Apropos Chomsky on the bombing of Serbia, two points: (a) it was the classic example of Disaster Capitalism (as Klein points out, if you follow the money trail it leads directly to the huge reconstruction contracts, awarded to western multinationals and paid for by loans guaranteed by the Serbian state, that followed the war), and (b) a state may go to war in direct opposition to its own best interests if a subset of that state's diplomatic/foreign affairs elite benefit from the war: in the case of the USA, it appears that there's a fast track to Secretary of State for Defense that is open to hawks, and starting and managing a small overseas war is a necessary checkpoint on the resumé, sort of like a doctoral thesis in academia.

You dismiss Chomsky's analysis of US foreign affairs at your peril. It's incomplete and sometimes wrong, but as I've said elsewhere, when he's right he's very right.

219:

Arguably they (Being the richest part of society) have indeed managed to steal everything, kidnap the state and living in castles with harems. What do you think the distribution of wealth is these days in the USA and UK?

221:

Only got one of two links into #220 :-)

The answer to the attack:
http://www.cato.org/pub_display.php?pub_id=9626

Wars are started by companies that want rebuilding contracts!? Quite extreme conspiracy theories.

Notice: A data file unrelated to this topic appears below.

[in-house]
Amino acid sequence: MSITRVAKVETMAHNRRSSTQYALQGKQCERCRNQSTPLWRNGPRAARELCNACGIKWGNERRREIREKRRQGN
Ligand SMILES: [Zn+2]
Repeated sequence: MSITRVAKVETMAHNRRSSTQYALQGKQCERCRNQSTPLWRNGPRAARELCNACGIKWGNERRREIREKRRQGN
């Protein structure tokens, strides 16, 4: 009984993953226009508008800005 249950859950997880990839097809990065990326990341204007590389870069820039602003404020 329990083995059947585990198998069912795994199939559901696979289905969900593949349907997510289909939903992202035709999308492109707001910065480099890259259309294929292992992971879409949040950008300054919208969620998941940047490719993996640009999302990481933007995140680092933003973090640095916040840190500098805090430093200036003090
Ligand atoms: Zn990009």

I guess I'll have to get the Shock Doctrine and verify the claims of Cato. They are damning.

222:

>>What do you think the distribution of wealth is these days in the USA and UK?

I'd say that, even in the US, the controlling groups are incompetent thieves. :-)

Check the Gini index, etc.

http://en.wikipedia.org/wiki/List_of_countries_by_income_equality

223:

Greg @ 63,
I saw Chomsky interviewed live (as avatar) on Metanomics in Second Life recently. Setting politics aside, he was clearly someone who has spent many decades paying close attention to what is going on in the world, reflecting on it, and thinking about how to craft intelligent responses. The interview is still available on the show's archives. It was astonishing to see him in action, especially in this format. As a volunteer with the show, I've seen a lot of interviews there, but that one was simply amazing. The guy is in his 80s and more intellectually alive than many people on this planet.

224:

One of the interesting things about 21st Century military planning is that attacks can be precise. Ever since that smart bomb went through that door in Iraq, and we're never told what was really behind it, we've been sold the idea that a precise attack can greatly disrupt a nation's ability to fight wars.

It's not crazy.

But what's the point of disrupting industry when the wars today are fought with stockpiles, not from current production?

Take one example: electricity grids. They're definitely worth attacking for the effect on industry, and some quite specialised weapons have been devised. But how many companies, world-wide, can supply the parts to repair the damage? Remember, industrial production doesn't matter in a war of a few weeks. Oh, shock and awe? The people of the enemy's country will rebel and welcome the liberators?